Lindell Galvan is a first-generation college student from Weslaco, TX in the Rio Grande Valley. She graduated from The University of Texas in December 2019 with a B.B.A in Finance and a B.S. in Sport Management. Throughout her time at Texas, Lindell has been named a Hispanic Scholarship Fund Scholar, a Manhattan Sports Business Academy alum, interned at the NBA with the WNBA in NYC and has been a part of CSLi since 2017.
How did the CSLi fellowship facilitate your entry into sports? How did the fellowship prepare you for your current work?
CSLi introduced me to a variety of different opportunities from volunteering in sports, to working at major events and being the first to know of speaker/networking events on campus with professionals in the industry. The fellowship has served as a tool for learning and growing in an industry that is unpredictable, constantly changing and looking for the next generation of leaders to guide it into being better.
What was it like to be a fellow?
Being a part of CSLi not only introduced me t o major professionals in the sports business industry, but also surrounded me with people who are in the same boat and looking to break into the industry. Aside from building relationships, I was part of the financial literacy task force (a topic I am truly passionate about), which focused on doing research to help find a solution to tackle financial literacy for college students and more specifically, student athletes. CSLi has also provided fellows the opportunity to help develop the next generation of leaders in sports with Captains Academy, a one-day programming event where high school team captains learn about mindfulness, vulnerability, and social-emotional intelligence.
What was the highlight of the CSLi fellowship?
My CSLi highlight was having the chance to speak with and hear Dr. Jen Walter, the first female coach in the NFL, speak about her journey into pro football. Her can-do attitude and hard work broke barriers for women in coaching and women in sports overall. She is an inspiration to not allow your gender define the quality of work your work and despite all the obstacles, you have to believe you can do whatever you set your mind to.
What was the toughest transition from college to the professional world?
In college, you sit in a classroom and learn from a book, whereas in the professional world, you are doing actual work that is meant to produce results to help the business. The most challenging part is understanding that the work you do day-to-day has a greater purpose than you may see at that point in time. You are a part of a team, whether you are working individually or with others, there is someone counting on you as much as you are on them. No longer do you rely on a textbook for answers but your own experience and knowledge with the help of your colleagues along the way.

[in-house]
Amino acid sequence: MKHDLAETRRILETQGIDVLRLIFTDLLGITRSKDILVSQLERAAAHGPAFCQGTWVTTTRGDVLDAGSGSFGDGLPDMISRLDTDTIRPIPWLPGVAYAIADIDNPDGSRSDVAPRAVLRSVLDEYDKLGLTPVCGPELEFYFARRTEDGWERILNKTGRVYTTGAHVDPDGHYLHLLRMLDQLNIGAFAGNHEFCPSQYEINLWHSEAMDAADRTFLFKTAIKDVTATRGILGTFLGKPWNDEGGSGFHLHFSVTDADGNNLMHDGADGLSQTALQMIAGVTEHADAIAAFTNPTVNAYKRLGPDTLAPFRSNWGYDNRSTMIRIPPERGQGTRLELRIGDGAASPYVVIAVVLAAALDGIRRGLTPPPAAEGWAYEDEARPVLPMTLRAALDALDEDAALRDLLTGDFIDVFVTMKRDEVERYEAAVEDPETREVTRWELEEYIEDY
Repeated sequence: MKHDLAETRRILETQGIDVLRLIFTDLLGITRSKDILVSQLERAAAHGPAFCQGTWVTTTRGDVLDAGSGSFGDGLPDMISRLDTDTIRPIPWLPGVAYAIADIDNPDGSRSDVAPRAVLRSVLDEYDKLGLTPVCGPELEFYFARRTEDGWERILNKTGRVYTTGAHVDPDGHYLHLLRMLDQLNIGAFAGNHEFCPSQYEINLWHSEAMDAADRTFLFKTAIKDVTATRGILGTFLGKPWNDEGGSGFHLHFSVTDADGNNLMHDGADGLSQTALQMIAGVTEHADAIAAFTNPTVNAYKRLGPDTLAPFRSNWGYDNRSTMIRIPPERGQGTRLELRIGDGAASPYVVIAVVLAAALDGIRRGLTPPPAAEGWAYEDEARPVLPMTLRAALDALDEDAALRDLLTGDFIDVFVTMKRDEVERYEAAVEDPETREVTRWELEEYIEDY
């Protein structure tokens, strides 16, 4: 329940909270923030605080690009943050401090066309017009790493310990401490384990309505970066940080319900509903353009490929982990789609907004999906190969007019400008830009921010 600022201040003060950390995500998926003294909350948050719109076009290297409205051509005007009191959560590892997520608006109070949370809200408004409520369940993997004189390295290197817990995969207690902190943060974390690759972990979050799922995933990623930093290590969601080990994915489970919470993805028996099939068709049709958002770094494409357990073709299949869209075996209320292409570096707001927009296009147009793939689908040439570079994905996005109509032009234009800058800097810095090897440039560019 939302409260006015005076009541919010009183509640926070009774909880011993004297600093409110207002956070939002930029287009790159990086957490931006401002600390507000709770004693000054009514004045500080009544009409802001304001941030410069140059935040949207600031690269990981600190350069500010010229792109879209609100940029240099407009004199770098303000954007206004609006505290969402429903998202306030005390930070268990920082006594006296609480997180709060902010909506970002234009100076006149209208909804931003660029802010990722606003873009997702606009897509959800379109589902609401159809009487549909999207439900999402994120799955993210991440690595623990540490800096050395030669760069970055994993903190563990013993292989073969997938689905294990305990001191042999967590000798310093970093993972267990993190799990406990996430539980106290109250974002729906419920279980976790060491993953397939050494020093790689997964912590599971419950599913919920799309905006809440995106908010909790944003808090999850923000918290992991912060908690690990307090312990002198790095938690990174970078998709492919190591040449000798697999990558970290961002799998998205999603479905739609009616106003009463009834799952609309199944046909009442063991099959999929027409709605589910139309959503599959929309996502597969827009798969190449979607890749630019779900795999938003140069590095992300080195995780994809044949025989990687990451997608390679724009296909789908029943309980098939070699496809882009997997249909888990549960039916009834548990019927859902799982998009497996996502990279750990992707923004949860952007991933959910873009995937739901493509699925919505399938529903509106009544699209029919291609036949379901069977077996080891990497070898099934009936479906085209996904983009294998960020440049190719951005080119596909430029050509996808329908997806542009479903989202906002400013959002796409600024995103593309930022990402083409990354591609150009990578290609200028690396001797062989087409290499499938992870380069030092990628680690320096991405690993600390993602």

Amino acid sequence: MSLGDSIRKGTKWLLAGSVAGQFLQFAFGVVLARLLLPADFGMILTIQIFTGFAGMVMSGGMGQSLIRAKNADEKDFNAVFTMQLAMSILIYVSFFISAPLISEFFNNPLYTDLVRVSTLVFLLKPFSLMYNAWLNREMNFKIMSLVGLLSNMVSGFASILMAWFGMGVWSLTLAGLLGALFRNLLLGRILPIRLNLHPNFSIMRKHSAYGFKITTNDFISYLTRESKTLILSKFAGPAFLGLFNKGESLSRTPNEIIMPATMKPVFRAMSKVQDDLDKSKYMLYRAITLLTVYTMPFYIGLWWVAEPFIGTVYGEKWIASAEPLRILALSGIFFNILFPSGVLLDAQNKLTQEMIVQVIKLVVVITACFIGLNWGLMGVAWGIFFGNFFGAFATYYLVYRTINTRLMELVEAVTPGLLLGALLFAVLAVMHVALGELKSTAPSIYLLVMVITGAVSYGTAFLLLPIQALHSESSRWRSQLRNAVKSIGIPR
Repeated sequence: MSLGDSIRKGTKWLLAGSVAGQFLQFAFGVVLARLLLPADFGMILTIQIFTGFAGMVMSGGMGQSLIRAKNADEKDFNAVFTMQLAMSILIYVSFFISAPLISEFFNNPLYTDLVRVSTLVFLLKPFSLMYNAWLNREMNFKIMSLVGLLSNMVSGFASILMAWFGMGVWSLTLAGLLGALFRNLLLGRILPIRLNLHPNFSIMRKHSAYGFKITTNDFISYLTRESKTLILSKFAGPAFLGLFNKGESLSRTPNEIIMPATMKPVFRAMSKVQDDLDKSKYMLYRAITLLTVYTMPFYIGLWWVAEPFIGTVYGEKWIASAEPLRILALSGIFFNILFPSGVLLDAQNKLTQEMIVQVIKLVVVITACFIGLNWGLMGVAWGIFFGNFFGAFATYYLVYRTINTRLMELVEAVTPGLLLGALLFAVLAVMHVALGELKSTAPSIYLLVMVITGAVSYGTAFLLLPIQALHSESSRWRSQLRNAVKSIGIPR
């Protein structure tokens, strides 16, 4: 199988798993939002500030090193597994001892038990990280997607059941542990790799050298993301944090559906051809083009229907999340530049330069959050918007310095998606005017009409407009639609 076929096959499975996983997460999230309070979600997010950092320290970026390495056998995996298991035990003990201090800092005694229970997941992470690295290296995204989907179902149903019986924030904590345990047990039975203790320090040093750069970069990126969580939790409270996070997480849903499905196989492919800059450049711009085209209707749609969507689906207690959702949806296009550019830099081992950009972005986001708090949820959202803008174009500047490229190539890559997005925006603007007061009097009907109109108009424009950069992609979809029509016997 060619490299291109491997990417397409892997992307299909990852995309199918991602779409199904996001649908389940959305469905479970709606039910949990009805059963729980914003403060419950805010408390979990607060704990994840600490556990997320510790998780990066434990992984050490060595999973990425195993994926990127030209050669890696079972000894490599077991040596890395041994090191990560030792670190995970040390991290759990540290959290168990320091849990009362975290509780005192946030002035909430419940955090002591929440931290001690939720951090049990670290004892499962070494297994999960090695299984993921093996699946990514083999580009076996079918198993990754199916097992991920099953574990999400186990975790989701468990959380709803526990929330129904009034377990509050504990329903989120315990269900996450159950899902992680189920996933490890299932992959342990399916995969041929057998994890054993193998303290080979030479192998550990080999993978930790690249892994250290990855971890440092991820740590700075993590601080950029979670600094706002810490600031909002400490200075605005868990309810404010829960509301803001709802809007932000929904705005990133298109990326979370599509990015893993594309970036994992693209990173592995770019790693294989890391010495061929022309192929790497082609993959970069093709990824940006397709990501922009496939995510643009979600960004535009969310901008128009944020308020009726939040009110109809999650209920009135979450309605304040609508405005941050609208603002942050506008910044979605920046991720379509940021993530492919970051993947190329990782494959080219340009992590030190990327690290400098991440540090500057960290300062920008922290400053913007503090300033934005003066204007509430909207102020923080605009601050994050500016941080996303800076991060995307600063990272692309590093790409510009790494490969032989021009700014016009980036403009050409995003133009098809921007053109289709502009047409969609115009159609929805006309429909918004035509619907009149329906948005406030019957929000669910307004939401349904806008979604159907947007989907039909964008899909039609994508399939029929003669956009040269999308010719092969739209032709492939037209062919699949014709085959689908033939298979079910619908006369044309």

How did you get your foot in the door in sports?
Initially, I began by volunteering at events such as the American Flag Football League, the San Antonio Spurs Tournament Series, and more. Last summer, I participated in the Manhattan Sports Business Academy, which not only served as my crash course on the sports business industry, but also helped me receive my offer with Modell's Sporting Goods working as an eCommerce Intern in NYC. Aside from the internship, we had the opportunity to visit sports organizations like the NBA and NFL to meet with current employees, have professional development workshops and learn about the different careers in sports.
What is the sports community like?
To my surprise, the world of sports is very small. The amount of connections among professionals and across sport-related organizations are many. No matter where you are, you will always find a group of people who have passion for their work, are hard-working and constantly learning, and willing to help with any of your sports biz questions.
What are your short term and long term career goals?
With my recent graduation, short term I want to land a job that will act as a springboard to my career. Not just find a job for the sake of one, but work at an organization and with people who truly care to personally and professionally develop and mold me into the next sports business leader. Long term, I want to drive and grow a business whether it be my own or at an already established organization. Personally, I plan to create a non-profit organization targeted towards youth sports and a scholarship program for low-income students pursuing a college education.